This question was the ultimate inspiration for this post because I think there is a mild misconception about pellicles in the community in general. Most homebrewers, and probably professional brewers, would immediately say “no” to this question. This is likely due to the highly selected strains used by amateurs and professionals in the brewing process. The reality seems from the literature, that there is nothing stopping Saccharomyces from forming a pellicle. This specifically came up with the recent controversy about WLP644 not being Brettanomyces but rather Saccharomyces. You can read about that controversy here, I will not cover it in this blog. Some people thought that since that strain was forming a pellicle, it couldn’t be Saccharomyces, or at least that was speculated.

And I am not including that tweet to call either of those people out, I respect both of those individuals, but rather to illustrate that this is a question that is out there and this was only one example of someone asking it. Asking questions is how people learn and fortunately there is an answer to this question in particular.

There are a set of genes in yeast called “flocculation” genes or FLO for short. Expression of these genes is what generally controls how well (or poorly) a yeast cell will floc out of solution. And Saccharomyces has them. More specifically, Saccharomyces cerevisiae has the gene FLO11, the gene that is required for pellicle formation. Strains of Saccharomyces cerevisiae that are forced through engineering to over-expresses FLO11 started forming pellicles on glucose media at the liquid-air interface. FLO11 is a cell surface protein. It is decorated by a series of polysaccharides (chains of sugar molecules) that stick out of the cell into the surroundings. FLO11 is required for “pseudohyphal formation” formation which is morphologically distinct cell shape that looks like filaments. It is also believed that FLO11 is required for cell-cell contact, an important feature of a pellicle.

Pellicle formation under a microscope
Scanning electron microscopy of yeast colonies forming extracellular matrix (from “Domestication of wild Saccharomyces cerevisiae is accompanied by changes in gene expression and colony morphology” in 2003)
Cells expressing FLO11 (left) and cells not expressing FLO11. FLO11 expressing cells form a pellicle in the test tube (from "FLO11-Based Model for Air-Liquid Interfacial Biofilm Formation by Saccharomyces cerevisiae" 2005)
Cells expressing FLO11 (left) and cells not expressing FLO11. FLO11 expressing cells form a pellicle in the test tube (from “FLO11-Based Model for Air-Liquid Interfacial Biofilm Formation by Saccharomyces cerevisiae” 2005)

The expression of this gene alone is enough to form a pellicle and since Saccharomyces cerevisiae species have this gene, they can definitely form a pellicle under conditions where that gene is expressed, which brings me to my last point. If Saccharomyces CAN form a pellicle (or at least has the genetic ability to do so) why DOESN’T it form a pellicle under “normal” use? This is likely the fault of the brewing industry. Pellicles, as stated above, are generally seen as a spoilage state of beer and wine. And since yeast strains have been cultivated by the alcohol manufacturing industry for centuries (millions of generations of yeasts), we have selected for strains that do not express this gene…we have unintentionally evolved Saccharomyces away from this ability. Looking at the current expression patterns for that gene, it is heavily repressed by the presence of glucose. And since wort has a lot of glucose in it, pellicle formation in wort would be rather difficult. Strains with this property would be visibly appealing to brewers.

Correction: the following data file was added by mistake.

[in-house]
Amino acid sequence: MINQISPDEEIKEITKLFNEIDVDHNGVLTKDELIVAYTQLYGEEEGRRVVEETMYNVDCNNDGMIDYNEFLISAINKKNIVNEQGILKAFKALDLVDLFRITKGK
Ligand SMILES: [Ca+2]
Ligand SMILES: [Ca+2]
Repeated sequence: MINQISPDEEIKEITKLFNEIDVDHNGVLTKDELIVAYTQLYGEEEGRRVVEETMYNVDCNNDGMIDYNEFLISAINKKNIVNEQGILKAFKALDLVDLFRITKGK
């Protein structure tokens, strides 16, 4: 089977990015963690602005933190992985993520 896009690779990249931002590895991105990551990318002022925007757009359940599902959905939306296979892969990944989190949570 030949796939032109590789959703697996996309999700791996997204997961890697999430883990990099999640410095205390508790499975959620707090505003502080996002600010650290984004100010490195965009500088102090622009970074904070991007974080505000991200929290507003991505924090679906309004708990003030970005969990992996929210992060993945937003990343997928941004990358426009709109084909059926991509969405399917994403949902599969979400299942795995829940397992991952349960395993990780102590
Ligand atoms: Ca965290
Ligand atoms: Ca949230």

Bottom line, a lot of micro-organisms can form a pellicle because all that is required to do so is the ability to build this extracellular space to capture other cells. The majority of bacteria and yeast can do this because even microorganisms survive better in communities than as individuals.

So what can we do with this information?

Pellicles are a cool side effect of brewing sour / funky beers. I got a pellicle when I made my hot sauce a few months back, that was fun to see (photo below). Seeing a pellicle makes me smile for some reason. But they are mostly an aesthetic property of the brew rather than specifically indicative of anything expect perhaps a little oxygen in the fermenter. There are a few experiments someone (perhaps me) can do someday to examine if pellicle formation can be completely blocked even in an organism that may naturally form a pellicle such as a Brettanomyces species. One thing that always springs to mind when I see a pellicle is “has oxygen gotten into the fermenter?” People claim that plastic fermenters (buckets or better bottles as examples) are more permeable to oxygen than glass carboys…it is believable but people aren’t actually measuring dissolved oxygen at the homebrew level (are they?) so it is all based on people’s assumptions, prejudice, and taste perceptions. It might be a worthwhile experiment to brew the same beer and put half in a glass carboy, half in a plastic carboy and purge both with CO2 and see if a pellicle forms in one or both of the carboys. Sound doable. Would sparging with CO2, or actually activating all the oxygen out of a glass jar prevent pellicle formation? An anecodote (which isn’t evidence but nevertheless), I decided to take some WLP644, the Saccharomyces that forms a pellicle, and put it into a 6 gallon glass carboy. I sparged the liquid with CO2 and blew out the headspace with more CO2 and put an airtight cap on it. It has yet to form a pellicle after two weeks. This wasn’t a very well thought out test or experiment but I’ll think of a better way to do it and try again in the future.